Where can I start contributing?
There are two obvious stages to this: pick a language, pick a project.
Pick a language
You should pick a language with which you are familiar and proficient. I'd advise not trying to contribute to projects in languages you're not that great in - yes, it is a good opportunity to improve your skills in that language, but it's also a good way to annoy the developers because you're doing things in a way that the language could do much better. A good example of this is Python:
some_list = ["a", "b", "c"]
if hasattr(some_list, "a"):
This seems to be correct to many new in the language: the documentation suggests that
hasattr returns true if the given list has the given attribute. However, it won't work as expected, and could actually be done in a much more 'Pythonic' fashion:
some_list = ["a", "b", "c"]
if "a" in some_list:
Moral of the story: pick a language you're good at, so you don't have to worry about your coding style or practices being the cause of your pull requests getting rejected.
Pick a project
Now you pick a project, written in your chosen language, that you want to contribute to. If you've had some exposure to the language, you may already have come across useful utilities or tools that you use that are open-source: these are good choices because you'll be motivated to contribute well.
You should always pick a project which interests you. If you're not interested in crunching data, don't pick a graphing library. If machine learning gets you going, try to find something in that area. Maybe you can even contribute to a project you're already using.
A good resource for finding projects if you're stuck is Code Triage, which lists repositories on GitHub by the number of open issues they have. Pick your language, pick an interesting project, pick an issue and try to solve it.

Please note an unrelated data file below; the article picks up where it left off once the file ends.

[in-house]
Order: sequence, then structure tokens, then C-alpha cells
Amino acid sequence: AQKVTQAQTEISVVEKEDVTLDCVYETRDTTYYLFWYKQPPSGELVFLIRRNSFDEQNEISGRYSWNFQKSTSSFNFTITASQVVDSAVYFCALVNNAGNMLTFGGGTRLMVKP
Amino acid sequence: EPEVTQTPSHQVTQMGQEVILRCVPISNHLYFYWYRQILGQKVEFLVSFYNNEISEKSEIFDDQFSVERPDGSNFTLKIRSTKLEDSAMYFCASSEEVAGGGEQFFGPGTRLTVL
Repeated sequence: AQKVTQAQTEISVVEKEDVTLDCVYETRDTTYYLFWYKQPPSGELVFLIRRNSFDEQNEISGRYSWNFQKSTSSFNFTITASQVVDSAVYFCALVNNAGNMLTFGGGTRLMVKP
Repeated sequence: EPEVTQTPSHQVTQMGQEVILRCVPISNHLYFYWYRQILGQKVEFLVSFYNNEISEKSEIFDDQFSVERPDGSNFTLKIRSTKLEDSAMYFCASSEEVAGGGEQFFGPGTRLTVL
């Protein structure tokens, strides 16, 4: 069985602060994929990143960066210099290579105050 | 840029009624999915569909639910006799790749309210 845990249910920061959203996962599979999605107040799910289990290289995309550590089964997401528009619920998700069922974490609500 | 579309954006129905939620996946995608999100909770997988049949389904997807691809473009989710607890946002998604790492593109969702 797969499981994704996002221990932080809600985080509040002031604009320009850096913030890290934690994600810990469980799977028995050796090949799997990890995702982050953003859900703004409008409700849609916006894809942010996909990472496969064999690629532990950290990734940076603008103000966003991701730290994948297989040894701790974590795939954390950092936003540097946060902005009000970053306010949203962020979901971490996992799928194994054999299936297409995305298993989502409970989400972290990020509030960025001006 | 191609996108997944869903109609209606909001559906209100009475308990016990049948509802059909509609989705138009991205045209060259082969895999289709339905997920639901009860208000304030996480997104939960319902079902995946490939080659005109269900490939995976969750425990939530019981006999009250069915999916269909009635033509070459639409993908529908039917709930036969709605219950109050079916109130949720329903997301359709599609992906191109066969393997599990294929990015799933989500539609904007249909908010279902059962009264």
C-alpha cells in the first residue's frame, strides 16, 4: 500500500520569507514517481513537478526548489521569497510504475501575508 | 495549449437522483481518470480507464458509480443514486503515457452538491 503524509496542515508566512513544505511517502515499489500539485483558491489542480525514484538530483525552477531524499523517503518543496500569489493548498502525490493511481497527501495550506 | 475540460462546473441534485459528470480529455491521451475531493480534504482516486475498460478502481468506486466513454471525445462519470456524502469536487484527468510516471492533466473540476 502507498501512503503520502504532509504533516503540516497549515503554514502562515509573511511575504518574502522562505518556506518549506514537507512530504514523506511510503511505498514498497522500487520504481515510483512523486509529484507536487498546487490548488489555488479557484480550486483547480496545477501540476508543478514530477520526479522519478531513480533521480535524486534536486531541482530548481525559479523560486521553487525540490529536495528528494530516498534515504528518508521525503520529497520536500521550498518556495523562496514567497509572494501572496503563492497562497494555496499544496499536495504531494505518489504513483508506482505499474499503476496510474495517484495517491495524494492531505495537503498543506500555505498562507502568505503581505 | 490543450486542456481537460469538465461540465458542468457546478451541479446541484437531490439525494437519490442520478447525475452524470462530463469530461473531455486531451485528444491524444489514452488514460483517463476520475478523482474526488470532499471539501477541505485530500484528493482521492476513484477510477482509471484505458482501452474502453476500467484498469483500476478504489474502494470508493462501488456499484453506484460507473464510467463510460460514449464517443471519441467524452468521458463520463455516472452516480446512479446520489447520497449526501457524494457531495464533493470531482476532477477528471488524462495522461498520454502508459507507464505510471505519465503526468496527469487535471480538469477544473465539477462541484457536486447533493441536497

What's the contribution flow?
This really depends what you're good at, though there are some givens. You should always start by familiarising yourself with the project: read the documentation, read the codebase. If the hosting supports it, you should clone the repository and build the software on your local machine, and have a play around with the code to figure out what each part does.
Once you're familiar, you can choose what you want to do. If you're a technical writer, writing documentation is probably a good choice for you. If you hate writing long documents, but you're good at programming, pick an issue and try to fix it.
Whatever you do, make your changes in a fork of the project's repository somewhere you control. Test them (see Whose responsibility is it to test contributions? for information about who does what testing) and make sure everything works. Make sure your code style conforms to that of the project: developers aren't going to be happy with ten thousand different styles in their project because they've got lots of pull requests. Make sure you've read any contributing information the project has. If you've conformed to everything, you can submit a pull request to the project's developers, who will review your changes.
You're not perfect and neither is your code; the project developers may well find some issues with it or some style point they don't like. It's your work, so it's your responsibility to fix these: monitor the feedback on your pull request, and use it to change anything they ask you to. When that's done, you can resubmit your pull request and have it merged. Wash, rinse, repeat.